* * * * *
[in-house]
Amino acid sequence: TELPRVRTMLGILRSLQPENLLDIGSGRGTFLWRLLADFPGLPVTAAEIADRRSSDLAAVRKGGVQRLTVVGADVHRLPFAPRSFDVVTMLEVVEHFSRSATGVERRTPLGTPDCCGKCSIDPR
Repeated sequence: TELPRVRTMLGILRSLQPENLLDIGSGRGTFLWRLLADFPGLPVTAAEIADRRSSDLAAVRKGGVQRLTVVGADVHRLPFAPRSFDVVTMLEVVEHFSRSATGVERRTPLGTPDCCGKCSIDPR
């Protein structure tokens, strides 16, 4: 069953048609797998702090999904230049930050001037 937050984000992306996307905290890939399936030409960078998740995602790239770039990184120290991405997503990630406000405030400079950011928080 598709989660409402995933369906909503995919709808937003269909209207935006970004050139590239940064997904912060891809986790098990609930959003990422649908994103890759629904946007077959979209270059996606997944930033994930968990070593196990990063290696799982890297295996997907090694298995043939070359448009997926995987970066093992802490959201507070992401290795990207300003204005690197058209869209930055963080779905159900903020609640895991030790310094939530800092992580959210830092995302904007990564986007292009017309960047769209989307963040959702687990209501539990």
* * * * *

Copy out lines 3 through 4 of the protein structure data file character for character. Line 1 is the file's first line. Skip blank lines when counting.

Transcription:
Repeated sequence: TELPRVRTMLGILRSLQPENLLDIGSGRGTFLWRLLADFPGLPVTAAEIADRRSSDLAAVRKGGVQRLTVVGADVHRLPFAPRSFDVVTMLEVVEHFSRSATGVERRTPLGTPDCCGKCSIDPR
């Protein structure tokens, strides 16, 4: 069953048609797998702090999904230049930050001037 937050984000992306996307905290890939399936030409960078998740995602790239770039990184120290991405997503990630406000405030400079950011928080 598709989660409402995933369906909503995919709808937003269909209207935006970004050139590239940064997904912060891809986790098990609930959003990422649908994103890759629904946007077959979209270059996606997944930033994930968990070593196990990063290696799982890297295996997907090694298995043939070359448009997926995987970066093992802490959201507070992401290795990207300003204005690197058209869209930055963080779905159900903020609640895991030790310094939530800092992580959210830092995302904007990564986007292009017309960047769209989307963040959702687990209501539990």